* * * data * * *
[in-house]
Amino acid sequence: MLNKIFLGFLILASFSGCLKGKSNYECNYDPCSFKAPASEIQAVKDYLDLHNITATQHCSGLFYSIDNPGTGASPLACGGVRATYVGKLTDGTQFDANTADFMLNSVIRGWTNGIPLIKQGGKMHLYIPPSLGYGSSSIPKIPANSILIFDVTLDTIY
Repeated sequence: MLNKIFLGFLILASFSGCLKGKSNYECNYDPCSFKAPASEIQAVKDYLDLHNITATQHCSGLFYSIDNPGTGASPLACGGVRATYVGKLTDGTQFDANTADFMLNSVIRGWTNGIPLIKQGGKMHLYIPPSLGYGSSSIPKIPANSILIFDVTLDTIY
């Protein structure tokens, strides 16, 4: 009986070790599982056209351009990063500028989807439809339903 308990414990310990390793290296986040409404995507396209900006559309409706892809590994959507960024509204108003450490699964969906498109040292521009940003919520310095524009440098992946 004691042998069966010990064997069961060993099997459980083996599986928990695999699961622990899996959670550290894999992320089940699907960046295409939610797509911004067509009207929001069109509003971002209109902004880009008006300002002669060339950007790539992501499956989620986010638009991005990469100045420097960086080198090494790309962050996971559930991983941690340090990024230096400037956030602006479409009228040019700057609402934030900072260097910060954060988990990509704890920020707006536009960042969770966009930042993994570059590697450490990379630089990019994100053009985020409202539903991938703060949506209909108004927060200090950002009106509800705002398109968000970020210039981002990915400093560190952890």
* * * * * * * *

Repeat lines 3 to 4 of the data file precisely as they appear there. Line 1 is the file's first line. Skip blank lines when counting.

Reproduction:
Repeated sequence: MLNKIFLGFLILASFSGCLKGKSNYECNYDPCSFKAPASEIQAVKDYLDLHNITATQHCSGLFYSIDNPGTGASPLACGGVRATYVGKLTDGTQFDANTADFMLNSVIRGWTNGIPLIKQGGKMHLYIPPSLGYGSSSIPKIPANSILIFDVTLDTIY
């Protein structure tokens, strides 16, 4: 009986070790599982056209351009990063500028989807439809339903 308990414990310990390793290296986040409404995507396209900006559309409706892809590994959507960024509204108003450490699964969906498109040292521009940003919520310095524009440098992946 004691042998069966010990064997069961060993099997459980083996599986928990695999699961622990899996959670550290894999992320089940699907960046295409939610797509911004067509009207929001069109509003971002209109902004880009008006300002002669060339950007790539992501499956989620986010638009991005990469100045420097960086080198090494790309962050996971559930991983941690340090990024230096400037956030602006479409009228040019700057609402934030900072260097910060954060988990990509704890920020707006536009960042969770966009930042993994570059590697450490990379630089990019994100053009985020409202539903991938703060949506209909108004927060200090950002009106509800705002398109968000970020210039981002990915400093560190952890």